A Travellerspoint blog

Australia

Sydney to Auckland

Underway from Sydney

sunny 70 °F

Our hotel, the Ovolo at Wooloomooloo is one of the top hotels in Sydney, located in a former warehouse in the Wooloomooloo district. The building itself is on the Australian Historic Register because of its storied heritage. In addition to the hotel rooms, there are also apartments in the building, one of which is owned by Russell Crowe, but he did not invite us to dinner last night.
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We checked out of the hotel just after 11:00am and our driver met us at about 11:25am. It was about a 20 minute drive to the modern cruise terminal and we check in and boarded in a total of about 15 minutes. About as smooth as you could get.

After the standard muster drill we got underway for one of the great cruise departures in the world. We commented that it rivaled getting underway from Stockholm, which was truly spectacular. Of course the highlight was passing under the Sydney Harbour Bridge. Under the direction of Dr John Bradfield of the NSW Department of Public Works, the bridge was designed and built by British firm Dorman Long and Co Ltd of Middlesbrough and opened in 1932. The bridge's design was influenced by the Hell Gate Bridge in New York City. It is the sixth longest spanning-arch bridge in the world and the tallest steel arch bridge, measuring 134 m (440 ft) from top to water level. It was also the world's widest long-span bridge, at 48.8 m (160 ft) wide, until construction of the new Port Mann Bridge in Vancouver was completed in 2012. It was fun to see the folks on top of the bridge. One of the more popular Sydney attractions is taking a tour to the top of the bridge!

The next two days are at sea, before arriving at Fjordland in New Zealand. We also move our clocks ahead two hours over the next two nights.

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Posted by rpickett 23:22 Archived in Australia Tagged sydney Comments (0)

Sydney to Auckland

Syndey

semi-overcast 72 °F

Our adventure for January is a cruise from Sydney Australia to Auckland New Zealand aboard Princess. I have been to Australia several times but have never been to the land of the "All Blacks".
I flew to San Francisco on New Years Eve to meet up with my cruise buddy who was visiting his daughter in Oakland. After a quiet day watching football, we boarded a Qantas flight for the 13.5 hour trip to Sydney. Their business class service was excellent, and we landed at 6:30 in the morning on January 3rd. Skipped January 2nd this year because of the Date Line.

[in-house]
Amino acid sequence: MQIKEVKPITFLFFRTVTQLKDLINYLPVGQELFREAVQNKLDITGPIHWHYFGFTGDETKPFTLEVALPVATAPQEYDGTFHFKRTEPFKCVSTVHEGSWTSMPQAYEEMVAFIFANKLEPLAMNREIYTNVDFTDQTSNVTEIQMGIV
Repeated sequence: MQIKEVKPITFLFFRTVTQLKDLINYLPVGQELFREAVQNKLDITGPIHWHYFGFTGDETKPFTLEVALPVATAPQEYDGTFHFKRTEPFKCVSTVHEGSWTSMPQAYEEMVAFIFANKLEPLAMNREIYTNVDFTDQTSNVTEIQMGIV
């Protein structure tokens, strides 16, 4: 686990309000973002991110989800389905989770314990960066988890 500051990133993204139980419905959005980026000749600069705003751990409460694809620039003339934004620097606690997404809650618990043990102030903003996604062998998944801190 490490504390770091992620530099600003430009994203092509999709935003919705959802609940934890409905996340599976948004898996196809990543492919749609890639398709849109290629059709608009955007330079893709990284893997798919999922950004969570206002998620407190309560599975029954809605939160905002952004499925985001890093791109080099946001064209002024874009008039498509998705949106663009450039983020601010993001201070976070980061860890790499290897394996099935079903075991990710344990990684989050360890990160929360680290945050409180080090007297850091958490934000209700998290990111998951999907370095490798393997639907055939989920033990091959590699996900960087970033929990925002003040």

Our driver was waiting for us and we headed to our hotel in the Wooloomooloo district of Sydney, on the water and next to the Botanical Gardens. Since our room was not ready, we decided to take a stroll over to the Sydney Opera House through the Gardens. It was a great way to stretch a little!

The Sydney Opera House is a multi-venue performing arts centre. Designed by Danish architect Jørn Utzon, the building was formally opened on 20 October 1973 after a gestation beginning with Utzon's 1957 selection as winner of an international design competition. The government of New South Wales, led by the premier, Joseph Cahill, authorised work to begin in 1958 with Utzon directing construction. The government's decision to build Utzon's design is often overshadowed by circumstances that followed, including cost and scheduling overruns as well as the architect's ultimate resignation. The building and its surrounds occupy the whole of Bennelong Point on Sydney Harbour, between Sydney Cove and Farm Cove, adjacent to the Sydney central business district and the Royal Botanic Gardens, and close by the Sydney Harbour Bridge. Though its name suggests a single venue, the building comprises multiple performance venues which together host well over 1,500 performances annually, attended by more than 1.2 million people. Performances are presented by numerous performing artists, including three resident companies: Opera Australia, the Sydney Theatre Company and the Sydney Symphony Orchestra. As one of the most popular visitor attractions in Australia, more than eight million people visit the site annually, and approximately 350,000 visitors take a guided tour of the building each year. The building is managed by the Sydney Opera House Trust, an agency of the New South Wales State Government. On 28 June 2007, the Sydney Opera House became a UNESCO World Heritage Site.

The first farm by European settlers on the Australian continent, at Farm Cove, was established in 1788 by Governor Phillip. Although that farm failed, the land has been in constant cultivation since that time, as ways were found to make the relatively infertile soils more productive. The Botanic Gardens were founded on this site by Governor Macquarie in 1816 as part of the Governor's Domain. Australia's long history of collection and study of plants began with the appointment of the first Colonial Botanist, Charles Fraser, in 1817. The Botanic Gardens is thus the oldest scientific institution in Australia and, from the earliest days, has played a major role in the acclimatisation of plants from other regions. After a succession of colonial botanists and superintendents, including the brothers Richard and Allan Cunningham, both also early explorers, John Carne Bidwill was appointed as the first Director in 1847.

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Our driver on the way into the hotel suggested we get a hot dog at Harry's Famous Pies - it would make Coney Island jealous!
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Posted by rpickett 21:16 Archived in Australia Tagged sydney Comments (0)

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